The output of the French baroque composer Marin Marais contains an oddity: a musical depiction of a surgical operation. A piece from the fifth book of his Pieces de Viole is entitled Le Tableau de l’Opération de la Taille (Portrait of an Abdominal Operation – you can listen to it here), and is an attempt to convey the horror of undergoing the extraction of a bladder stone. The composer – who had clearly been through this experience himself – adds helpful and sometimes harrowing annotations to the score to indicate what is going on: ‘Knotting the silk restrains for arms and legs’; ‘Here the incision is made’; ‘Introduction of the forceps’. (An excellent discussion of the piece can be found here).
This operation, known as lithotomy, is one of the oldest in all the surgical canon. Ancient Indian and Greek doctors described it in some detail, and until 150 years ago it was of course conducted without anaesthetic. Until a method was found of extracting bladder stones via the urethra (itself not much fun) it involved an abdominal incision and would have been excruciatingly painful.
In 1799 The Medical and Physical Journal reported the case of one Colonel Martin, who decided that he would rather not undergo the misery of lithotomy. Instead he took matters into his own hands; his method involved inserting an instrument into his penis and up the urethra until it reached his bladder, and then filing the stone away:
I began to file the stone in the bladder in April 1782, and as appears by a note I received from Doctor Rennet Murchison who was at this place as surgeon to the Resident, it soon made an impression upon the stone, and brought away many small pieces which are in my possession. One of these pieces I sent to Doctor Murchison for his inspection. His answer was:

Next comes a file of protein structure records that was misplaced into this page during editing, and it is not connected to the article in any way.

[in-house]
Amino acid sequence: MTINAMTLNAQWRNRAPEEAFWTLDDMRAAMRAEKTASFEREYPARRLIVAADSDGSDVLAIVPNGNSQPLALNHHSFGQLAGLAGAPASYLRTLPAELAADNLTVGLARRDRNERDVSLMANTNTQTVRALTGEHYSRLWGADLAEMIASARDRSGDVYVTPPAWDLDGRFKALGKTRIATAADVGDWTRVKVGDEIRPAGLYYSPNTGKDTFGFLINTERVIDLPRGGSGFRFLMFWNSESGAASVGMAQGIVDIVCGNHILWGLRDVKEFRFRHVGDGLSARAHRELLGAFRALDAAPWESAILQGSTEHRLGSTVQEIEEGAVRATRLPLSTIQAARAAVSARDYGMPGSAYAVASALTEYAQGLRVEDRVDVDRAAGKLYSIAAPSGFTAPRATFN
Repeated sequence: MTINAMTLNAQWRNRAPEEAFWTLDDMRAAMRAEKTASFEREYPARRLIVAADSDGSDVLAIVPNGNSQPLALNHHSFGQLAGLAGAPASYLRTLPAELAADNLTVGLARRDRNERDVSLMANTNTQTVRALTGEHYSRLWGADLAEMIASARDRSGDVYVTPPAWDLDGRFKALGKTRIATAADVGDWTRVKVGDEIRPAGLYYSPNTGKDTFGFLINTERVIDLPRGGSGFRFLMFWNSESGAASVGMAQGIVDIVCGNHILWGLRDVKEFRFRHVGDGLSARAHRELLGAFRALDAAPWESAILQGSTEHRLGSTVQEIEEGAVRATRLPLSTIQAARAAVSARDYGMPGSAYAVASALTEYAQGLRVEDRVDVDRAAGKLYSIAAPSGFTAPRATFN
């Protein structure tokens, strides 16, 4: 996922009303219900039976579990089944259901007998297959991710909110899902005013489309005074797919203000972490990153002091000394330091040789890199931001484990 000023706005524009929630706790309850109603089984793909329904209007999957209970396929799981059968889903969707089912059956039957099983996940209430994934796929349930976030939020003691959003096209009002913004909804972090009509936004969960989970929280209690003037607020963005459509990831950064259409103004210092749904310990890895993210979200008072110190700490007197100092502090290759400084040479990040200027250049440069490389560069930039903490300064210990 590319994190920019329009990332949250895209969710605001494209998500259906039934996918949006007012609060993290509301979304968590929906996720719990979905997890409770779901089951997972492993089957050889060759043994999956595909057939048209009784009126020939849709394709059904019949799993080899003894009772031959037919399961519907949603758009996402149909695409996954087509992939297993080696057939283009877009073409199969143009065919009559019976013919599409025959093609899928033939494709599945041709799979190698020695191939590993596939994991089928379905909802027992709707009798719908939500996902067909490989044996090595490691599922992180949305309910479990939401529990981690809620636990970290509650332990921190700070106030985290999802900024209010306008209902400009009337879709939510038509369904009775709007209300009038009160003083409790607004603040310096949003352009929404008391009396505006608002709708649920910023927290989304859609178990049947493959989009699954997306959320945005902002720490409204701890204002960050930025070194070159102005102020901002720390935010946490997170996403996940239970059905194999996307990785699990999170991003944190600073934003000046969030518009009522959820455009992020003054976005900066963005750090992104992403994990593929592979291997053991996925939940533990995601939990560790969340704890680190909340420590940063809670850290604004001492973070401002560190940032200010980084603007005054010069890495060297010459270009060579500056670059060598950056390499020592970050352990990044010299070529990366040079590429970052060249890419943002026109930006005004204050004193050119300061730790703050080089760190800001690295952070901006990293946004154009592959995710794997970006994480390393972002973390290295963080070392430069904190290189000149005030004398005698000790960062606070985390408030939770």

“Dear Martin, I have examined the Stone with a good microscope; it seems to have a solid shell on the external part, but is internally of a loose texture. From this appearance I fancy your mechanical plan has had some effect; but, my dear friend, do not suffer yourself to be so sanguine in your hopes, as to use your file too often, for an inflammation in the bladder might now prove fatal; however, as the internal texture of the stone is loose, and as you have broke the hard surface on the outside, I have no doubt but you may get a great deal of it away, by the cautious use of your instrument.”
I think if I were Dr Murchison I might have expressed my disapproval a little more strongly.
This good man, Doctor Murchison, endeavoured to dissuade me from going on, but as I found daily the good effect of my filing, and never suffered particular pain in doing it, I persevered till the middle of October of the same year, and I think I filed, on an average, at the rate of at least three times in the twenty-four hours; I was at first puzzled how to bring the stone to the neck of the bladder, but I contrived to inject warm water into the bladder, which, endeavouring to discharge, it protruded the stone to its neck; I then introduced my file between the flesh and the stone, keeping my body inclined against a wall all the time, till by a bad stroke I pushed the stone from the neck of the bladder.